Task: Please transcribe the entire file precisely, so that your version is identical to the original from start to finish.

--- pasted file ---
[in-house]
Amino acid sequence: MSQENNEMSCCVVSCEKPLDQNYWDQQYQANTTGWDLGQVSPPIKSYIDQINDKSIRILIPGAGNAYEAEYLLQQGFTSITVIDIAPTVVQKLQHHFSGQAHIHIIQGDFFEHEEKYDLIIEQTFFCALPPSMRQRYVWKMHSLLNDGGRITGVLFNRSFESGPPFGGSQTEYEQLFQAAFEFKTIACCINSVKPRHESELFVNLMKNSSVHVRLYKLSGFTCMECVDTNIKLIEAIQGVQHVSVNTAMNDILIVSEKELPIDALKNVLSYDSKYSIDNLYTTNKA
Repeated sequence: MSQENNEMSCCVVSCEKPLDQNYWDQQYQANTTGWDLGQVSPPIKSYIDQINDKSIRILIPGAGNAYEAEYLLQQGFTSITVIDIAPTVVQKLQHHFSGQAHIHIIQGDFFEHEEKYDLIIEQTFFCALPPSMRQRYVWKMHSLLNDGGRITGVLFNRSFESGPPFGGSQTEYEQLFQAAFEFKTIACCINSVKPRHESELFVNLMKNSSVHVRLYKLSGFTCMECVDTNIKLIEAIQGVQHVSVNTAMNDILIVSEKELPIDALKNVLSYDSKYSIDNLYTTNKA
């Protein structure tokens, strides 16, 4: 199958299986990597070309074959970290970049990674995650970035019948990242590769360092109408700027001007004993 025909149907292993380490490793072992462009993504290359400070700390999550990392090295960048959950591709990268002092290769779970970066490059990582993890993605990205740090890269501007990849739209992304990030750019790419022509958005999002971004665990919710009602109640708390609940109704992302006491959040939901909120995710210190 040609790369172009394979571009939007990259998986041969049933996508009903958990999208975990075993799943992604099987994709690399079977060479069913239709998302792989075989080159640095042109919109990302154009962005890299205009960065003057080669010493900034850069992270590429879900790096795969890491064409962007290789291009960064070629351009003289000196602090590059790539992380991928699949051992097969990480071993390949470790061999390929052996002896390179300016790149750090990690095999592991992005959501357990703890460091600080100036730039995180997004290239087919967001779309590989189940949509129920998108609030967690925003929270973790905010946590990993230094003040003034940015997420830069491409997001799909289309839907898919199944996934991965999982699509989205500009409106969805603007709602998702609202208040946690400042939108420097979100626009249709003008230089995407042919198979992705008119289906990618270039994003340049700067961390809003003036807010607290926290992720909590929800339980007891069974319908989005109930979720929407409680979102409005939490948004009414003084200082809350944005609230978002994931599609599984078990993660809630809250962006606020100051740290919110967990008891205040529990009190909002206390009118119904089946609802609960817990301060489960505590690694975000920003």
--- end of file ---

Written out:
[in-house]
Amino acid sequence: MSQENNEMSCCVVSCEKPLDQNYWDQQYQANTTGWDLGQVSPPIKSYIDQINDKSIRILIPGAGNAYEAEYLLQQGFTSITVIDIAPTVVQKLQHHFSGQAHIHIIQGDFFEHEEKYDLIIEQTFFCALPPSMRQRYVWKMHSLLNDGGRITGVLFNRSFESGPPFGGSQTEYEQLFQAAFEFKTIACCINSVKPRHESELFVNLMKNSSVHVRLYKLSGFTCMECVDTNIKLIEAIQGVQHVSVNTAMNDILIVSEKELPIDALKNVLSYDSKYSIDNLYTTNKA
Repeated sequence: MSQENNEMSCCVVSCEKPLDQNYWDQQYQANTTGWDLGQVSPPIKSYIDQINDKSIRILIPGAGNAYEAEYLLQQGFTSITVIDIAPTVVQKLQHHFSGQAHIHIIQGDFFEHEEKYDLIIEQTFFCALPPSMRQRYVWKMHSLLNDGGRITGVLFNRSFESGPPFGGSQTEYEQLFQAAFEFKTIACCINSVKPRHESELFVNLMKNSSVHVRLYKLSGFTCMECVDTNIKLIEAIQGVQHVSVNTAMNDILIVSEKELPIDALKNVLSYDSKYSIDNLYTTNKA
């Protein structure tokens, strides 16, 4: 199958299986990597070309074959970290970049990674995650970035019948990242590769360092109408700027001007004993 025909149907292993380490490793072992462009993504290359400070700390999550990392090295960048959950591709990268002092290769779970970066490059990582993890993605990205740090890269501007990849739209992304990030750019790419022509958005999002971004665990919710009602109640708390609940109704992302006491959040939901909120995710210190 040609790369172009394979571009939007990259998986041969049933996508009903958990999208975990075993799943992604099987994709690399079977060479069913239709998302792989075989080159640095042109919109990302154009962005890299205009960065003057080669010493900034850069992270590429879900790096795969890491064409962007290789291009960064070629351009003289000196602090590059790539992380991928699949051992097969990480071993390949470790061999390929052996002896390179300016790149750090990690095999592991992005959501357990703890460091600080100036730039995180997004290239087919967001779309590989189940949509129920998108609030967690925003929270973790905010946590990993230094003040003034940015997420830069491409997001799909289309839907898919199944996934991965999982699509989205500009409106969805603007709602998702609202208040946690400042939108420097979100626009249709003008230089995407042919198979992705008119289906990618270039994003340049700067961390809003003036807010607290926290992720909590929800339980007891069974319908989005109930979720929407409680979102409005939490948004009414003084200082809350944005609230978002994931599609599984078990993660809630809250962006606020100051740290919110967990008891205040529990009190909002206390009118119904089946609802609960817990301060489960505590690694975000920003």